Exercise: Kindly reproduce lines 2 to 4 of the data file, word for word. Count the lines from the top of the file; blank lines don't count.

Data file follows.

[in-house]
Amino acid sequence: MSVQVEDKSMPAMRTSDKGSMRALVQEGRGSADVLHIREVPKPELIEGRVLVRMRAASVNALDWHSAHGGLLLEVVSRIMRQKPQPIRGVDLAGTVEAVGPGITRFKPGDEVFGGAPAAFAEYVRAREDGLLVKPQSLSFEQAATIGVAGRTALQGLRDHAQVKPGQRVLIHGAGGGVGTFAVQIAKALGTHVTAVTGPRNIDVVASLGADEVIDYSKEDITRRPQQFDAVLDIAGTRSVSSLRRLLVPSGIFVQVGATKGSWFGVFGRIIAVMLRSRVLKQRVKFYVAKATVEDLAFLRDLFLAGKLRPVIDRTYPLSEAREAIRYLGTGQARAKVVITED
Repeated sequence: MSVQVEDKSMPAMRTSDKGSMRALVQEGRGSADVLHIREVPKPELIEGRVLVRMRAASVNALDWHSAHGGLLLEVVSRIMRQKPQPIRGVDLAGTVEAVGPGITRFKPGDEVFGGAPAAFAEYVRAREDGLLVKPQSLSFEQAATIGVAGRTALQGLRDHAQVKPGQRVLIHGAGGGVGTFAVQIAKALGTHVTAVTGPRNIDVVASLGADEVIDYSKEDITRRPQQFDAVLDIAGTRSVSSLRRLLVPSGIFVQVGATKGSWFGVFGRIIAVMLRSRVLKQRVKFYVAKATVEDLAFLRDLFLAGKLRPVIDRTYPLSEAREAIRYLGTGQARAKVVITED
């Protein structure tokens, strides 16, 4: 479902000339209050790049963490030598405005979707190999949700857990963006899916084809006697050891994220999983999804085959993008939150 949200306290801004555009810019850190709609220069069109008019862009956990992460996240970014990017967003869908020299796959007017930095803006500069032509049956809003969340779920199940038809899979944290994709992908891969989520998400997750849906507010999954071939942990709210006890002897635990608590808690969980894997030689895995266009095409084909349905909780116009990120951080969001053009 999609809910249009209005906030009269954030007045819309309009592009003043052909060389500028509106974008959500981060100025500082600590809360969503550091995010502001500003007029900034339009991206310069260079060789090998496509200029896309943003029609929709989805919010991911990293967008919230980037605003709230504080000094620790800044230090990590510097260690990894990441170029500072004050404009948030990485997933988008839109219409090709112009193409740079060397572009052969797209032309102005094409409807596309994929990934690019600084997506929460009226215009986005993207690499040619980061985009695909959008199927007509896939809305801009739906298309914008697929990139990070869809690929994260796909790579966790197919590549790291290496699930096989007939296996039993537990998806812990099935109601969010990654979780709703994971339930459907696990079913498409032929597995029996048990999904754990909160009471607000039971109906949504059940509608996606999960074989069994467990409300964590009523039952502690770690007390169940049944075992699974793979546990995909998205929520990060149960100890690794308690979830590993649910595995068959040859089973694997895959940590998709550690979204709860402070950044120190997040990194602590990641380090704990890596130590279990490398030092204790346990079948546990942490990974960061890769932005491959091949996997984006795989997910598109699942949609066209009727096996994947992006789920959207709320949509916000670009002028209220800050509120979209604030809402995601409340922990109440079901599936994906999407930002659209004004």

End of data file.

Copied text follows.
Amino acid sequence: MSVQVEDKSMPAMRTSDKGSMRALVQEGRGSADVLHIREVPKPELIEGRVLVRMRAASVNALDWHSAHGGLLLEVVSRIMRQKPQPIRGVDLAGTVEAVGPGITRFKPGDEVFGGAPAAFAEYVRAREDGLLVKPQSLSFEQAATIGVAGRTALQGLRDHAQVKPGQRVLIHGAGGGVGTFAVQIAKALGTHVTAVTGPRNIDVVASLGADEVIDYSKEDITRRPQQFDAVLDIAGTRSVSSLRRLLVPSGIFVQVGATKGSWFGVFGRIIAVMLRSRVLKQRVKFYVAKATVEDLAFLRDLFLAGKLRPVIDRTYPLSEAREAIRYLGTGQARAKVVITED
Repeated sequence: MSVQVEDKSMPAMRTSDKGSMRALVQEGRGSADVLHIREVPKPELIEGRVLVRMRAASVNALDWHSAHGGLLLEVVSRIMRQKPQPIRGVDLAGTVEAVGPGITRFKPGDEVFGGAPAAFAEYVRAREDGLLVKPQSLSFEQAATIGVAGRTALQGLRDHAQVKPGQRVLIHGAGGGVGTFAVQIAKALGTHVTAVTGPRNIDVVASLGADEVIDYSKEDITRRPQQFDAVLDIAGTRSVSSLRRLLVPSGIFVQVGATKGSWFGVFGRIIAVMLRSRVLKQRVKFYVAKATVEDLAFLRDLFLAGKLRPVIDRTYPLSEAREAIRYLGTGQARAKVVITED
């Protein structure tokens, strides 16, 4: 479902000339209050790049963490030598405005979707190999949700857990963006899916084809006697050891994220999983999804085959993008939150 949200306290801004555009810019850190709609220069069109008019862009956990992460996240970014990017967003869908020299796959007017930095803006500069032509049956809003969340779920199940038809899979944290994709992908891969989520998400997750849906507010999954071939942990709210006890002897635990608590808690969980894997030689895995266009095409084909349905909780116009990120951080969001053009 999609809910249009209005906030009269954030007045819309309009592009003043052909060389500028509106974008959500981060100025500082600590809360969503550091995010502001500003007029900034339009991206310069260079060789090998496509200029896309943003029609929709989805919010991911990293967008919230980037605003709230504080000094620790800044230090990590510097260690990894990441170029500072004050404009948030990485997933988008839109219409090709112009193409740079060397572009052969797209032309102005094409409807596309994929990934690019600084997506929460009226215009986005993207690499040619980061985009695909959008199927007509896939809305801009739906298309914008697929990139990070869809690929994260796909790579966790197919590549790291290496699930096989007939296996039993537990998806812990099935109601969010990654979780709703994971339930459907696990079913498409032929597995029996048990999904754990909160009471607000039971109906949504059940509608996606999960074989069994467990409300964590009523039952502690770690007390169940049944075992699974793979546990995909998205929520990060149960100890690794308690979830590993649910595995068959040859089973694997895959940590998709550690979204709860402070950044120190997040990194602590990641380090704990890596130590279990490398030092204790346990079948546990942490990974960061890769932005491959091949996997984006795989997910598109699942949609066209009727096996994947992006789920959207709320949509916000670009002028209220800050509120979209604030809402995601409340922990109440079901599936994906999407930002659209004004």